It’s in our genes as humans that we occasionally develop behavior that’s detrimental to ourselves, other people or businesses. A typical example is when a doctor's therapy recommendation isn’t followed. Another example is Germans' clamping on to savings accounts with negative returns, instead of investing in profitable investments.
The reason for this behavior lies in how people decide. Even if our brain is a true marvel, some decision mechanisms or decision heuristics which are fundamentally important and helpful, lead in certain contexts to what the science / academics call biases.
A miss is as good as a mile.
Companies often assume that their customers have a motive for their behavior, that’s shaped by the company’s logic and information basis. Often it’s not as it seems. The fear of risk, for example, is often equated with the fear for loss. These two seem almost identical, but the implementation of a solution requires completely different instruments for each. This means that the company doesn’t achieve its goal after all. A miss is as good as a mile. You’ll find an example of this in the following link:
Three Nobel Prizes for Behavioral Economics in the last 17 years
Behavioral Scientists have investigated and uncovered more and more of these phenomena in recent decades. The three Nobel Prizes awarded for the discipline of Behavioral Economics (such as Kahneman/Tversky or Richard Thaler) show the power within applying behavioral principles in our lives.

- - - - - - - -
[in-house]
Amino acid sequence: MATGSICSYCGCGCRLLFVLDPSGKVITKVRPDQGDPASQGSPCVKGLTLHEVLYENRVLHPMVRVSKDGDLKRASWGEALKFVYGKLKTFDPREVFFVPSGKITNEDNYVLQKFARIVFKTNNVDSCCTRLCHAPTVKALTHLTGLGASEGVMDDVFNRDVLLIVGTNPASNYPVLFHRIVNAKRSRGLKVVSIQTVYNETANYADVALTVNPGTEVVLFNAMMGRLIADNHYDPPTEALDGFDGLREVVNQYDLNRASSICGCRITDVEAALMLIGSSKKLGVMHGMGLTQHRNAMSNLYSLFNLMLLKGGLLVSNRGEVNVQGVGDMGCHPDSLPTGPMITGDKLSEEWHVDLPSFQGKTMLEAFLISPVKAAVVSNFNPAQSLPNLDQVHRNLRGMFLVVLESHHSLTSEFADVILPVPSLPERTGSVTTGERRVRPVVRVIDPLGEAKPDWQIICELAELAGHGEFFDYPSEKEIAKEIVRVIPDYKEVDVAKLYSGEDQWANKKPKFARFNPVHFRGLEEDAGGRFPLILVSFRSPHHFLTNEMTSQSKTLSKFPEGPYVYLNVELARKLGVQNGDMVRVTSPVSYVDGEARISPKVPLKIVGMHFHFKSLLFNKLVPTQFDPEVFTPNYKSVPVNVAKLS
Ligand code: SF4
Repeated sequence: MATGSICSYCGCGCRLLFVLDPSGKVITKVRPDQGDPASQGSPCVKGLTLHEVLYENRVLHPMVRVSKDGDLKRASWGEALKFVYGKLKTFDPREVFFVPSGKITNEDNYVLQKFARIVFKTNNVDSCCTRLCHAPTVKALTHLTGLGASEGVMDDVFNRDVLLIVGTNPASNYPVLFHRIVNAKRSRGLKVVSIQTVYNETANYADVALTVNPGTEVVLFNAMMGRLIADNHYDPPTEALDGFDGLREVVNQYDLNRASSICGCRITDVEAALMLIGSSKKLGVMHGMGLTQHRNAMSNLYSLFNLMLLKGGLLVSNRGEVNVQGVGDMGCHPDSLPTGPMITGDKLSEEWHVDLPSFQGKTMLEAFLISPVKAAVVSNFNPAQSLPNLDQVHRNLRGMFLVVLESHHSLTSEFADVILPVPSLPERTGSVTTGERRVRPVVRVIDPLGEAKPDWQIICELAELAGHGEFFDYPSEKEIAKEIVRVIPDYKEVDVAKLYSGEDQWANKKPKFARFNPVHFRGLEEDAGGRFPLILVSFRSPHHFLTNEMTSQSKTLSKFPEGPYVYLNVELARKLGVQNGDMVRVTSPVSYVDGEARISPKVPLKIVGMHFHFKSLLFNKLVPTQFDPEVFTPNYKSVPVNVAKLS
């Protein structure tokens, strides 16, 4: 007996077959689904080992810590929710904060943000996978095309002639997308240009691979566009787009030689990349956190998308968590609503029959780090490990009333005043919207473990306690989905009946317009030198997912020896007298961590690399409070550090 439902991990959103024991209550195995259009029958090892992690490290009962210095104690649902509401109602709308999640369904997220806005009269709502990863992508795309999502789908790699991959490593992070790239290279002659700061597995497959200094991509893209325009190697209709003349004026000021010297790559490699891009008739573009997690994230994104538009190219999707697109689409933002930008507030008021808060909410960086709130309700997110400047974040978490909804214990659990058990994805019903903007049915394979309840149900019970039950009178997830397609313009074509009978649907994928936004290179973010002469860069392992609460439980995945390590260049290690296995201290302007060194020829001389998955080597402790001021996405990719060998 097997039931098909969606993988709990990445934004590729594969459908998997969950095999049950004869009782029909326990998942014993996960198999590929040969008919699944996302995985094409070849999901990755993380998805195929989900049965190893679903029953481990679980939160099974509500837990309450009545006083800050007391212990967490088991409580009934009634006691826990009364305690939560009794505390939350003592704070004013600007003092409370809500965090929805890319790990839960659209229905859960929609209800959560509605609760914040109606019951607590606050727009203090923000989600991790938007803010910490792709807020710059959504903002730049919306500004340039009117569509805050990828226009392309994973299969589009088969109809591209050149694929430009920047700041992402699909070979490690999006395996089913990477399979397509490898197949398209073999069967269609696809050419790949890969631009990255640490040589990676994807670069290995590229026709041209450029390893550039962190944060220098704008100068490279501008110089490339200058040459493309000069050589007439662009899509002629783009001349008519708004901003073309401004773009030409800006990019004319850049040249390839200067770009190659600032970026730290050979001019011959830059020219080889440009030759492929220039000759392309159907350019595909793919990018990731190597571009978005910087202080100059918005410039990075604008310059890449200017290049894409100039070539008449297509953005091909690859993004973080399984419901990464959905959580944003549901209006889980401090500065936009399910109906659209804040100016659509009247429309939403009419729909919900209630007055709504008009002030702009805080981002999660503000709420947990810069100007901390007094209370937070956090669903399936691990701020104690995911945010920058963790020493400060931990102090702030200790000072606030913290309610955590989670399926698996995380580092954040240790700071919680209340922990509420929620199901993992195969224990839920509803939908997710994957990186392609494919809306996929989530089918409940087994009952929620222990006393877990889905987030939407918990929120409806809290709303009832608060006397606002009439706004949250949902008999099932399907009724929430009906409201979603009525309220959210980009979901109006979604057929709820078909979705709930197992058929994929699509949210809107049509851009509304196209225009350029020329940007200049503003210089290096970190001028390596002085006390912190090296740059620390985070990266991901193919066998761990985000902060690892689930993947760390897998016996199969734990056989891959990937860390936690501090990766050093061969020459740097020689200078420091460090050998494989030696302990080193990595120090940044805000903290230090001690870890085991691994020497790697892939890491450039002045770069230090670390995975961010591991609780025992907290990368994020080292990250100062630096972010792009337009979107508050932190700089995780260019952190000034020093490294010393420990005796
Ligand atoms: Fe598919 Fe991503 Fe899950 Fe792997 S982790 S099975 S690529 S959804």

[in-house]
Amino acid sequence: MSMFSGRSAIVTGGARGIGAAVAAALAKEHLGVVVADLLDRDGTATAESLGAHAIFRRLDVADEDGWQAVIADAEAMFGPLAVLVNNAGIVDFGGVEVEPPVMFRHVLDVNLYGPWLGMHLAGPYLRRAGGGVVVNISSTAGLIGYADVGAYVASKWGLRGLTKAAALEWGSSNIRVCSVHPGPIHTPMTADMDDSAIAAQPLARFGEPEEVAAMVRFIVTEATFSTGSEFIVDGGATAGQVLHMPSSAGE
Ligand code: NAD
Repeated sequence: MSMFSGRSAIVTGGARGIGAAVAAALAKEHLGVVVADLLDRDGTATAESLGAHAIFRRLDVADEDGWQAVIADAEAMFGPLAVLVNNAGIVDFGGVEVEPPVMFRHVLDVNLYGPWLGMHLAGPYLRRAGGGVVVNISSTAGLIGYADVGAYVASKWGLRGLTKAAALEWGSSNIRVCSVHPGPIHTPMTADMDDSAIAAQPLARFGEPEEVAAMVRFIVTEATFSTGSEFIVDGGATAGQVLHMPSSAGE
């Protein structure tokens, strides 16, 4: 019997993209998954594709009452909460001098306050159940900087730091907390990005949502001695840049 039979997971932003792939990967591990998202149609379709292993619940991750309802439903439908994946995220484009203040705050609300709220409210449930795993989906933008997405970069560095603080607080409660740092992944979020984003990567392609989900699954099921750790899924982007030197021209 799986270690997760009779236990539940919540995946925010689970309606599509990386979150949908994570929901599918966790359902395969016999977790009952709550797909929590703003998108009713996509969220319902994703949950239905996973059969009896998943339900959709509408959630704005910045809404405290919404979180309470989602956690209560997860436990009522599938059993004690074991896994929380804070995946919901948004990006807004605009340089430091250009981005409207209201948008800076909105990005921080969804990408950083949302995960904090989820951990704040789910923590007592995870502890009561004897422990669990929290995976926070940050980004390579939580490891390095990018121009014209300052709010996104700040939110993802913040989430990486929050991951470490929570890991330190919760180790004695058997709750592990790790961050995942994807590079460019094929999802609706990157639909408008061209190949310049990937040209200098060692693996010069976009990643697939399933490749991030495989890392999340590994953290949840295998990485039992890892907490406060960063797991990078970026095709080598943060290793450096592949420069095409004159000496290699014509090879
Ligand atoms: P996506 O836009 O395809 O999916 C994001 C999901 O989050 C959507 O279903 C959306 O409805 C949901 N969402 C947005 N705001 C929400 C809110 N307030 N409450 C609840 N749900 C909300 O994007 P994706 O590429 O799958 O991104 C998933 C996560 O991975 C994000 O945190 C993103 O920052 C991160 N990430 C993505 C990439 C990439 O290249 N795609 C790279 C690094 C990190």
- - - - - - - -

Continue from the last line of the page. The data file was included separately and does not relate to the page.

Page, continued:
There’s also a lot of potential here for companies, which only a few have exploited so far. Success is hindered by currently unfavorable customer behavior.
Based on these academic findings, we can identify the drivers behind these people’s unfavorable behaviors in the respective context, and develop measures that stimulate people to change their behavior in their own favor.
How do you identify customer needs?
Both types of innovation require a fundamental understanding of how customers tick to find out what they actually want or need from a product.
But can you detect what customers want validly and accurately?
Here, too, behavioral economics helps us. The starting point is what customers consider important in their (product) decision, and how they proceed in reflecting these success criteria in their decision. If we know the customer's attitude, and what or why they actually do something, then we can draw conclusions and, based on the behavioral patterns shown, build products and services that lead (with a high probability) to the customer deciding on your product.